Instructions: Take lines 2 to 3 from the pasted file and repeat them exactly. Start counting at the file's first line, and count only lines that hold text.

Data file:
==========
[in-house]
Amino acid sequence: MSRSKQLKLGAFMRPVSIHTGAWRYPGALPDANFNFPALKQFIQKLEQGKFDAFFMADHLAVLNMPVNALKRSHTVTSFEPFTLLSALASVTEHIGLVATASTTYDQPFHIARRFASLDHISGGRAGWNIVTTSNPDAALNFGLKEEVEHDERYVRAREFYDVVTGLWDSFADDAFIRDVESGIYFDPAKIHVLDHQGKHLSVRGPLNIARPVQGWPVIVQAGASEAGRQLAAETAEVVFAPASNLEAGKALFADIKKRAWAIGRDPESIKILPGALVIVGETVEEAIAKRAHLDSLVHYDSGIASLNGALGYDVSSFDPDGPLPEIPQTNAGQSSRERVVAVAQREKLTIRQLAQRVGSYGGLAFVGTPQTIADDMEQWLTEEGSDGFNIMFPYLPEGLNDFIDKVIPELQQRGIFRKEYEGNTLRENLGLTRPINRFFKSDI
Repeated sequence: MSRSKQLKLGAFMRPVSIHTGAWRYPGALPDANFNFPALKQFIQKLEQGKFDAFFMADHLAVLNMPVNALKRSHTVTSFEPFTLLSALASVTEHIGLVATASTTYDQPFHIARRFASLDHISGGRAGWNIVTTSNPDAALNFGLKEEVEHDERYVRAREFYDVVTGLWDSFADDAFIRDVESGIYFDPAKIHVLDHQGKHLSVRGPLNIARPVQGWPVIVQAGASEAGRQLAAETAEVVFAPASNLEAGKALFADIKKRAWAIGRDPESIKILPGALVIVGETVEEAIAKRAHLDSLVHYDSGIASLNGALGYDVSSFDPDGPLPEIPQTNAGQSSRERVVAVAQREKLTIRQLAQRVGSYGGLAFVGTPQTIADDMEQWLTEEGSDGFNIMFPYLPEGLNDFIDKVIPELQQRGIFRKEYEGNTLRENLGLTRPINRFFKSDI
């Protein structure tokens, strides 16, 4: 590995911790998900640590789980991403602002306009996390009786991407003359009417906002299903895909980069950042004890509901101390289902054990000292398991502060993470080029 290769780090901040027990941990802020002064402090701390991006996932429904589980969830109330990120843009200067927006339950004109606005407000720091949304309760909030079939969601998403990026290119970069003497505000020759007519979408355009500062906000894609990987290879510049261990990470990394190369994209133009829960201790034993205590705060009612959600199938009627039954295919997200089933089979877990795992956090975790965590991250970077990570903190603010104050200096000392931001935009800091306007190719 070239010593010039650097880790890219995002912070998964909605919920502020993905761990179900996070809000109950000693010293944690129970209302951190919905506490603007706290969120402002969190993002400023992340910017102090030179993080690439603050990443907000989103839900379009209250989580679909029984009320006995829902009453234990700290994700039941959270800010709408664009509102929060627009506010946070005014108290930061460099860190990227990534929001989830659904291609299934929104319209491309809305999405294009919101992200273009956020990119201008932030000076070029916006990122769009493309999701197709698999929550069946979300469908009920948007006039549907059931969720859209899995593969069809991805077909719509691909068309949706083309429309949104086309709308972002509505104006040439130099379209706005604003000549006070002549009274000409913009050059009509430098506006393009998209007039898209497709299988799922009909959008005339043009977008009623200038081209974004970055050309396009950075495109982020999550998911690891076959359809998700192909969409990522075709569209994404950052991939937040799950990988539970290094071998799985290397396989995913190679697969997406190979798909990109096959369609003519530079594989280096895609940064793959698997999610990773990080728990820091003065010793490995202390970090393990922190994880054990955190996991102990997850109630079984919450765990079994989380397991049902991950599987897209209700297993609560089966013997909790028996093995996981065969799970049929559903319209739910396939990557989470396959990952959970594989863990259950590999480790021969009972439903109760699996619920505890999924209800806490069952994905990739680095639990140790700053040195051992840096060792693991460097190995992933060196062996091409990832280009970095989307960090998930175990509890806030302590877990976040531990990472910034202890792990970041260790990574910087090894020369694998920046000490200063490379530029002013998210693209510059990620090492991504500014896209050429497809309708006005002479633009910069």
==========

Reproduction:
Amino acid sequence: MSRSKQLKLGAFMRPVSIHTGAWRYPGALPDANFNFPALKQFIQKLEQGKFDAFFMADHLAVLNMPVNALKRSHTVTSFEPFTLLSALASVTEHIGLVATASTTYDQPFHIARRFASLDHISGGRAGWNIVTTSNPDAALNFGLKEEVEHDERYVRAREFYDVVTGLWDSFADDAFIRDVESGIYFDPAKIHVLDHQGKHLSVRGPLNIARPVQGWPVIVQAGASEAGRQLAAETAEVVFAPASNLEAGKALFADIKKRAWAIGRDPESIKILPGALVIVGETVEEAIAKRAHLDSLVHYDSGIASLNGALGYDVSSFDPDGPLPEIPQTNAGQSSRERVVAVAQREKLTIRQLAQRVGSYGGLAFVGTPQTIADDMEQWLTEEGSDGFNIMFPYLPEGLNDFIDKVIPELQQRGIFRKEYEGNTLRENLGLTRPINRFFKSDI
Repeated sequence: MSRSKQLKLGAFMRPVSIHTGAWRYPGALPDANFNFPALKQFIQKLEQGKFDAFFMADHLAVLNMPVNALKRSHTVTSFEPFTLLSALASVTEHIGLVATASTTYDQPFHIARRFASLDHISGGRAGWNIVTTSNPDAALNFGLKEEVEHDERYVRAREFYDVVTGLWDSFADDAFIRDVESGIYFDPAKIHVLDHQGKHLSVRGPLNIARPVQGWPVIVQAGASEAGRQLAAETAEVVFAPASNLEAGKALFADIKKRAWAIGRDPESIKILPGALVIVGETVEEAIAKRAHLDSLVHYDSGIASLNGALGYDVSSFDPDGPLPEIPQTNAGQSSRERVVAVAQREKLTIRQLAQRVGSYGGLAFVGTPQTIADDMEQWLTEEGSDGFNIMFPYLPEGLNDFIDKVIPELQQRGIFRKEYEGNTLRENLGLTRPINRFFKSDI